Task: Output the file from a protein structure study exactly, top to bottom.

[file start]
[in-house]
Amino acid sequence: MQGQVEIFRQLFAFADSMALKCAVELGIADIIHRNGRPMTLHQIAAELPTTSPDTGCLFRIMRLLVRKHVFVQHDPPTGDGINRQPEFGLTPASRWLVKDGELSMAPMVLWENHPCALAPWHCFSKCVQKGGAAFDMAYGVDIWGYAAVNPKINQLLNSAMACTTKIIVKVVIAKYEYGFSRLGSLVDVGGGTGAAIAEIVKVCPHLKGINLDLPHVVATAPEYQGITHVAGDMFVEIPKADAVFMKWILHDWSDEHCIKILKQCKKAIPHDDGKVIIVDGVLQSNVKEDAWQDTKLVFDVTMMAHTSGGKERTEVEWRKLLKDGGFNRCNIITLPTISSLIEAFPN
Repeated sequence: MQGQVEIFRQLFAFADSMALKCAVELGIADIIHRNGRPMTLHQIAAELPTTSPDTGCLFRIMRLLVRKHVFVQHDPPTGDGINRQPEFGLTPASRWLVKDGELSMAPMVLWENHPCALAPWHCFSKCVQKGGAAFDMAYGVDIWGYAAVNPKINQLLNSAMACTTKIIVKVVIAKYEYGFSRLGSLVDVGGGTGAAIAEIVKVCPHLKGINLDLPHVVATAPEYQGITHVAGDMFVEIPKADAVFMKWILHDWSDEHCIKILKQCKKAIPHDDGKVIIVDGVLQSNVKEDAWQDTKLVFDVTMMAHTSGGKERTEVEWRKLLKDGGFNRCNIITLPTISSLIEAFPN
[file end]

[in-house]
Amino acid sequence: MQGQVEIFRQLFAFADSMALKCAVELGIADIIHRNGRPMTLHQIAAELPTTSPDTGCLFRIMRLLVRKHVFVQHDPPTGDGINRQPEFGLTPASRWLVKDGELSMAPMVLWENHPCALAPWHCFSKCVQKGGAAFDMAYGVDIWGYAAVNPKINQLLNSAMACTTKIIVKVVIAKYEYGFSRLGSLVDVGGGTGAAIAEIVKVCPHLKGINLDLPHVVATAPEYQGITHVAGDMFVEIPKADAVFMKWILHDWSDEHCIKILKQCKKAIPHDDGKVIIVDGVLQSNVKEDAWQDTKLVFDVTMMAHTSGGKERTEVEWRKLLKDGGFNRCNIITLPTISSLIEAFPN
Repeated sequence: MQGQVEIFRQLFAFADSMALKCAVELGIADIIHRNGRPMTLHQIAAELPTTSPDTGCLFRIMRLLVRKHVFVQHDPPTGDGINRQPEFGLTPASRWLVKDGELSMAPMVLWENHPCALAPWHCFSKCVQKGGAAFDMAYGVDIWGYAAVNPKINQLLNSAMACTTKIIVKVVIAKYEYGFSRLGSLVDVGGGTGAAIAEIVKVCPHLKGINLDLPHVVATAPEYQGITHVAGDMFVEIPKADAVFMKWILHDWSDEHCIKILKQCKKAIPHDDGKVIIVDGVLQSNVKEDAWQDTKLVFDVTMMAHTSGGKERTEVEWRKLLKDGGFNRCNIITLPTISSLIEAFPN